The RHNA claims that LA County alone will need a minimum of 800,000 new units to meet the housing need through 2029—about 470,000 of which must be affordable to moderate and low-income families—and that the City of Los Angeles will need about 500,000 new units, more than half of which need to be affordable.

 

Read more

UrbanFootprint CEO Joe DiStefano on Boulevards of Equity & Opportunity

In our last e-blast about Boulevards of Equity and Opportunity Peter Calthorpe gave an overview of a study he did using UrbanFootprint, a web-based urban planning and mapping platform that he co-created with Joe DiStefano to determine the development potential along El Camino Real, a 43-mile long transportation corridor with mostly low-intensity commercial development in Silicon Valley. The goal was to determine whether a significant amount of housing could be built along this corridor to help address California’s housing crisis.
 
In this e-blast Joe DiStefano talks about a similar assessment using UrbanFootprint in LA County to determine the potential for housing development that can address our local housing demand along the 2,100-plus miles of transportation corridors in LA County, the City of LA, and along one major corridor—Atlantic Boulevard.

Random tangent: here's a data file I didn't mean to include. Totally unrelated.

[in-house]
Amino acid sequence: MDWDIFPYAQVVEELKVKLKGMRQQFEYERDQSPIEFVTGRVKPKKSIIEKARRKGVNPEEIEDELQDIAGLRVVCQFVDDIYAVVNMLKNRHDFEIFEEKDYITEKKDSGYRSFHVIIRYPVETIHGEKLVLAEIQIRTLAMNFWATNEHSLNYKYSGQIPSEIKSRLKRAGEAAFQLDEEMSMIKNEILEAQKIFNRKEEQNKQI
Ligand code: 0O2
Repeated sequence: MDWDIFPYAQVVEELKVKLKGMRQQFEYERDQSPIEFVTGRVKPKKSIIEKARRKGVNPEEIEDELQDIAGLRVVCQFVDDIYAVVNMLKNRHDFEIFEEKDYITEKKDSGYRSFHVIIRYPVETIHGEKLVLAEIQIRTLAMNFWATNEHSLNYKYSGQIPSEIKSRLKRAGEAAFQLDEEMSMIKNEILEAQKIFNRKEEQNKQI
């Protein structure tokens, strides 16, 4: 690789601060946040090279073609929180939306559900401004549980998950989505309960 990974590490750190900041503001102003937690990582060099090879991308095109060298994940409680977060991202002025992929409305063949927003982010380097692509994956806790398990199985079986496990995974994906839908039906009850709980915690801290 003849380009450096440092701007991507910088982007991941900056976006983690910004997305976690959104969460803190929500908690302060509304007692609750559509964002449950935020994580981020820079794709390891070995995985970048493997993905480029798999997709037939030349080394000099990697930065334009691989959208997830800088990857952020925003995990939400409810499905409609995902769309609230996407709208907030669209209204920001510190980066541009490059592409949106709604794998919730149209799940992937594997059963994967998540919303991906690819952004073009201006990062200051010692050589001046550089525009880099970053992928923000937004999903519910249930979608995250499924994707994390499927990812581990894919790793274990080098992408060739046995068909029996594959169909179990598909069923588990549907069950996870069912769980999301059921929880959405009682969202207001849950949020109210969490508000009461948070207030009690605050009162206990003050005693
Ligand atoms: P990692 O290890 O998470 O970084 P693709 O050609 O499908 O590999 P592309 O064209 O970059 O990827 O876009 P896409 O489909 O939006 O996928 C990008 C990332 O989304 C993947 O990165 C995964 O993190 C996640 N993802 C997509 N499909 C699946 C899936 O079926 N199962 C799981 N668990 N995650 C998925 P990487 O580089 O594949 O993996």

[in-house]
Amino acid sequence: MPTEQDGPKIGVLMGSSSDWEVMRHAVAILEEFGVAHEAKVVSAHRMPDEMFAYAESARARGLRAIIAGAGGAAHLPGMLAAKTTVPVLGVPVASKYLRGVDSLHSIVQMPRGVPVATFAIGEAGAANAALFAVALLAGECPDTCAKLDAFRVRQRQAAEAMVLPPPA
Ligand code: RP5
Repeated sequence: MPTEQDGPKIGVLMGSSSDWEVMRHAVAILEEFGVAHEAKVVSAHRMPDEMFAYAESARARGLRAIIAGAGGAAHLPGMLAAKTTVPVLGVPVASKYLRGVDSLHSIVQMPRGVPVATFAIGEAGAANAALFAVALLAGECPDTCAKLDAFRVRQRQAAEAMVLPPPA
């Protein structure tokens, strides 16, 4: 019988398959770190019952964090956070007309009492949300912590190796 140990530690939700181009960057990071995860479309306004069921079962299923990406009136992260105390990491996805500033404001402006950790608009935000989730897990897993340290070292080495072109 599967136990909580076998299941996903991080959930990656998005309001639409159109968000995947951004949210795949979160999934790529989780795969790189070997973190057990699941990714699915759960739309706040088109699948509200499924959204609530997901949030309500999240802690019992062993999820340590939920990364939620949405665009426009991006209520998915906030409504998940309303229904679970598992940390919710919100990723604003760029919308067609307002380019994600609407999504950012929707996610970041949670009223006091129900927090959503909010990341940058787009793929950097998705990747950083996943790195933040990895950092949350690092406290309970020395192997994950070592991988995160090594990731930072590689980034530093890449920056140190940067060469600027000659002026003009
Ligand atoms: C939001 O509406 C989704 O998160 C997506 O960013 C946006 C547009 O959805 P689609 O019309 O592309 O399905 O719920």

BoBO_JoeDiStefano_v2.jpg

 

Read more

Peter Calthorpe on Boulevards of Equity and Opportunity

One of the highlights of our Zoomposium on Boulevards of Equity and Opportunity last month was a presentation by Peter Calthorpe, renown architect, urban planner, a founder of the Congress for the New Urbanism, and co-creator—with Joe DiStefano—of UrbanFootprint, a web-based urban planning and mapping platform.

Peter and Joe have used this tool to evaluate the housing potential along El Camino Real, a 45-mile mostly commercial roadway through the heart of Silicon Valley, in an effort to address California’s housing crisis. Their investigation, which was expanded to cover the five-county inner Bay Area, helps inform the increasing interest in using stretches of commercial boulevards that aren’t thriving—especially now given the interest in online shopping and concerns about the coronavirus—to provide mixed-income multifamily housing near jobs in walkable, bikeable, transit-oriented neighborhoods in California.

 

Read more

Thanks to Measures R & M, Metro is Not Just a Transit Agency Anymore

Metro CEO Phil Washington made it clear at our Zoomposium on Boulevards of Equity and Opportunity that because voter-approved Measures R (2008) and M (2016) made Metro probably the most well-funded transit agency in the U.S., Metro is not just about mobility anymore, and not simply a big transit construction program. The agency is, in Washington’s words, “about investing in communities, delivering jobs, training programs, small business assistance programs—as well as new transit lines.” You can listen to the July 16 Zoomposium here (Phil's conversation with Move LA Executive Director Denny Zane begins about 7 minutes in.)

 

Read more


Donate Volunteer Find an Event

connect

get updates